A 2015 study suggested that depressive symptoms were more common when teens sought out social comparison and feedback through social media, and in 2013, a study found that older teens who passively used social media (i.e. simply viewing others’ photos) reported declines in life satisfaction. Interestingly, kids who used social media to connect or interact with others and post their own content didn’t experience those declines.

Self Harm and Suicide

Data suggests that social media use has greatly impacted suicide and non-fatal self-harm rates, particularly in young females. The CDC reports that, as social media use has grown since 2010-11, non-fatal self-harm hospitalizations for girls ages 15-19 has increased by 62%, while also escalating by a staggering 189% in younger girls ages 10-14, which is nearly triple what it was before 2010. The same pattern applies to suicide rates in young girls with a 70% increase in the older girls’ age group and 151% in the younger girls’ age group.

Harvard researcher and psychology professor Michael Nock, Ph.D., suggests that bullying is one of many causes of self-harm that teens who are experiencing social pressures or who are desperate to stop being picked on may use self-harm as a cry for help.

Bullying

The high rates of cyberbullying reported could correlate to increased self-harm in teens. A 2018 Pew Research study found a majority of teens have experienced cyberbullying. The majority of these teens (42%) encountered name-calling online or through text, while about a third (32%) of teens say that they’ve had a false rumor spread about them. A smaller percentage (21%) of teens have had someone other than their guardian consistently ask where they are, who they’re with, and what they’re doing and 16% of teens have been victims of physical threats online.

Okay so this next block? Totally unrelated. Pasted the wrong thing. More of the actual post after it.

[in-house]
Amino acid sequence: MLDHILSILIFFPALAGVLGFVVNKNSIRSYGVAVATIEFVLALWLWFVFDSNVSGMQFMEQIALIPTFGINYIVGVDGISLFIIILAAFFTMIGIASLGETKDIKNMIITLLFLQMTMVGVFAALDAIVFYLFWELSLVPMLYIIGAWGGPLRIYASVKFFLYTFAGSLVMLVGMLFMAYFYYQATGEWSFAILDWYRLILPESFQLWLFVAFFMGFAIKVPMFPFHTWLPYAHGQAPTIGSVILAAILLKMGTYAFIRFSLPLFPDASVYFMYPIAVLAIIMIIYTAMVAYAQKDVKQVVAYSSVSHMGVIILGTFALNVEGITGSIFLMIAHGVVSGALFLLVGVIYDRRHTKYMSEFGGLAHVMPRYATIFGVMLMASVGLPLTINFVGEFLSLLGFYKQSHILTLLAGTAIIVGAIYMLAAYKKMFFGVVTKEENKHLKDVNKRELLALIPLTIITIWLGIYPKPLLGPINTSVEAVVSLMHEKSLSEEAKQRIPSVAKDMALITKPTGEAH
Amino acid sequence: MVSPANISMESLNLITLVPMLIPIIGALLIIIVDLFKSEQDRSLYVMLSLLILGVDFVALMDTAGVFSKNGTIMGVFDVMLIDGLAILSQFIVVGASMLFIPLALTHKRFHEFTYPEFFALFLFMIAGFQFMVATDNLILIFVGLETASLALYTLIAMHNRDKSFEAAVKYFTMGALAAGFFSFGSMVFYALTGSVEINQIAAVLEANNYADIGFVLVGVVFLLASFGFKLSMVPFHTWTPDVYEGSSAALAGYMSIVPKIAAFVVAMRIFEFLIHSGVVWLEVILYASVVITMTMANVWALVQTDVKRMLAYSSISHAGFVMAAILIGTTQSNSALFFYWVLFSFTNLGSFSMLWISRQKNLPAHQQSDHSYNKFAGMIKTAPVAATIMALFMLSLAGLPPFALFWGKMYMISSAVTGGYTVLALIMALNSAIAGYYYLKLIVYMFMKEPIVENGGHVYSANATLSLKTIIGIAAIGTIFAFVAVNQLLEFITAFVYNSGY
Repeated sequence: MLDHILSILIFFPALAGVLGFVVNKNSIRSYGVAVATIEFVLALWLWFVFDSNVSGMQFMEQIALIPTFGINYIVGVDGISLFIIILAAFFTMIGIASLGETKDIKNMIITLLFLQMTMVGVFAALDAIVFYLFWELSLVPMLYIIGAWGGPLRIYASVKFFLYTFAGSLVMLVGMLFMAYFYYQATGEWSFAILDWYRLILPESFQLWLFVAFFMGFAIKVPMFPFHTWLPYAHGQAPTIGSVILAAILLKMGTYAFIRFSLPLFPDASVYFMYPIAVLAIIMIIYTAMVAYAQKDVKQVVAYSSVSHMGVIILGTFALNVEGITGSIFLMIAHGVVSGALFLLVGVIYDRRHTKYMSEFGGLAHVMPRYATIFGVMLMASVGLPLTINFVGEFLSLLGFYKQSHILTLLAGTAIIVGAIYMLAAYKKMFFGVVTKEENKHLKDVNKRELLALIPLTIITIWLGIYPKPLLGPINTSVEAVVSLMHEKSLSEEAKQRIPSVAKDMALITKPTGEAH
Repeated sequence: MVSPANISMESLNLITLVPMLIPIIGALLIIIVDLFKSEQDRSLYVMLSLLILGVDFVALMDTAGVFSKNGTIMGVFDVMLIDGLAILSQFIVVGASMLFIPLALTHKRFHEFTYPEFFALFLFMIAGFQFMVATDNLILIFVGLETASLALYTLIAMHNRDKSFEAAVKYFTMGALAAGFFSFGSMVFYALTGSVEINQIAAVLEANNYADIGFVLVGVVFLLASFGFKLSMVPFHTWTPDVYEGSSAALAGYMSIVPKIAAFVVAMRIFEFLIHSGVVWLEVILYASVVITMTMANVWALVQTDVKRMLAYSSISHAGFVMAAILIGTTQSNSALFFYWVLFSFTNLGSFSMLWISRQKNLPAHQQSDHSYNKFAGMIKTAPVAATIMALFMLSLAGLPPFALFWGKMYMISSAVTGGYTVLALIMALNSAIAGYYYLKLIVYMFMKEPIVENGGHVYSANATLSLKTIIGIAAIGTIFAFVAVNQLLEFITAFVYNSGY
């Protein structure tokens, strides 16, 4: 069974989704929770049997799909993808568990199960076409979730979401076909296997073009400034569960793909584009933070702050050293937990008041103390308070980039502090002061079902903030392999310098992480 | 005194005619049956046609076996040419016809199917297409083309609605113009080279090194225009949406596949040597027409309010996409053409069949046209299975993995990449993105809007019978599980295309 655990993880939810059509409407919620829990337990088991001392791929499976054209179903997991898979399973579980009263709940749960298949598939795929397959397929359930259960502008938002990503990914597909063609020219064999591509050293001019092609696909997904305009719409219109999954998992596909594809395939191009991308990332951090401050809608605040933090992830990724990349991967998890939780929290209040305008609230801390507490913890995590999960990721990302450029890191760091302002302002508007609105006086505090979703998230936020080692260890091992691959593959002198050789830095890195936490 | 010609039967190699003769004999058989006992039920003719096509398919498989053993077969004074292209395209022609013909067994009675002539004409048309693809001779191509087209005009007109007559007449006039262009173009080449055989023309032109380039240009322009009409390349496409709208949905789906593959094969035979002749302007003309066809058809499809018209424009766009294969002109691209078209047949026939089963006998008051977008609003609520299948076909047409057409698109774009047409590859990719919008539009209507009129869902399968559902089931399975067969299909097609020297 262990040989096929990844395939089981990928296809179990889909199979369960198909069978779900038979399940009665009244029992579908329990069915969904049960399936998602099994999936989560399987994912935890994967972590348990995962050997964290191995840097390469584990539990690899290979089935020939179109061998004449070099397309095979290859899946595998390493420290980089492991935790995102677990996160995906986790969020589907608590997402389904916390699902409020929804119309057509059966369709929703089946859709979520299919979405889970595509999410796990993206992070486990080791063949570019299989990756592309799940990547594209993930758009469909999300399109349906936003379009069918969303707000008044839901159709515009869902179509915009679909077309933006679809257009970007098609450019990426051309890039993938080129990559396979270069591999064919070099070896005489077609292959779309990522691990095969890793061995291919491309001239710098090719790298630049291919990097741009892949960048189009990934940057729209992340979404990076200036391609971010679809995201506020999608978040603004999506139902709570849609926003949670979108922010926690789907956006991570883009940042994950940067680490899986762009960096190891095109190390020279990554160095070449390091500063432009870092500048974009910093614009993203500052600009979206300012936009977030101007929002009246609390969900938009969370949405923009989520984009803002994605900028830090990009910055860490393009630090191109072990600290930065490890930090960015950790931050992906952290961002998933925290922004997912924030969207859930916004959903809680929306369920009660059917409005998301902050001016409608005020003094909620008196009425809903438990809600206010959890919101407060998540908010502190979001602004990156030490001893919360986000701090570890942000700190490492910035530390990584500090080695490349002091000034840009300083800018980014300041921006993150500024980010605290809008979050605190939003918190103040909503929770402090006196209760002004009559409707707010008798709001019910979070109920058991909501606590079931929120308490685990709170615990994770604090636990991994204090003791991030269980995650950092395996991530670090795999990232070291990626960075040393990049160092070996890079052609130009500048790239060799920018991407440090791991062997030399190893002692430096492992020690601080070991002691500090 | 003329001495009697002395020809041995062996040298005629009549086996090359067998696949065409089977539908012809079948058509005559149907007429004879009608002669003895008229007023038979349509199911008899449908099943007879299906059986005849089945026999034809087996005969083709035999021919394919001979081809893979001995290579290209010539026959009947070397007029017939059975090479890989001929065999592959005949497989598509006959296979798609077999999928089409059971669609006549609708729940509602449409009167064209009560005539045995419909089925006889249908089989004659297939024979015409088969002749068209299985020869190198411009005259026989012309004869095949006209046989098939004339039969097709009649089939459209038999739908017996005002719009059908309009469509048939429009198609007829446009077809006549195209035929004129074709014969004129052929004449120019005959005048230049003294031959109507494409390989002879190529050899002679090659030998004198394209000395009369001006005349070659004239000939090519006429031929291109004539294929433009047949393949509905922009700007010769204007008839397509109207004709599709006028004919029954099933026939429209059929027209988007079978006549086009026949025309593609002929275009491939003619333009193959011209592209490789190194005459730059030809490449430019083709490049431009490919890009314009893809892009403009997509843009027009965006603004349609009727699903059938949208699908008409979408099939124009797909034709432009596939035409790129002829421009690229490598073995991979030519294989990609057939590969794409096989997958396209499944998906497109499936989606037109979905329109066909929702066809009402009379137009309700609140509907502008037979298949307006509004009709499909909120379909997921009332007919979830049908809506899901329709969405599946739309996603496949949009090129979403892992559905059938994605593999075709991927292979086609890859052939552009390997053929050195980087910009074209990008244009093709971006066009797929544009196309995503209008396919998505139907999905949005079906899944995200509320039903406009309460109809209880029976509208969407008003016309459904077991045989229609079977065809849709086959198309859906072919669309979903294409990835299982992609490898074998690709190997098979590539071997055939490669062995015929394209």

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The same Pew study found that 90% of teens believe that cyberbullying is an issue for their peer group while 63% of those teens believe that it’s a “major problem”. The U.S. Department of Health and Human Services reports that:

“Kids who are bullied can experience negative physical, social, emotional, academic, and mental health issues. Kids who are bullies are more likely to experience depression and anxiety, increased feelings of sadness and loneliness, changes in sleep and eating patterns, and loss of interest in activities they used to enjoy. These issues may persist into adulthood.”

The Department also reports that victims of bullying experience health complaints and decreased academic achievement, as they are “more likely to miss, skip, or drop out of school.”

Sharing Personal Information: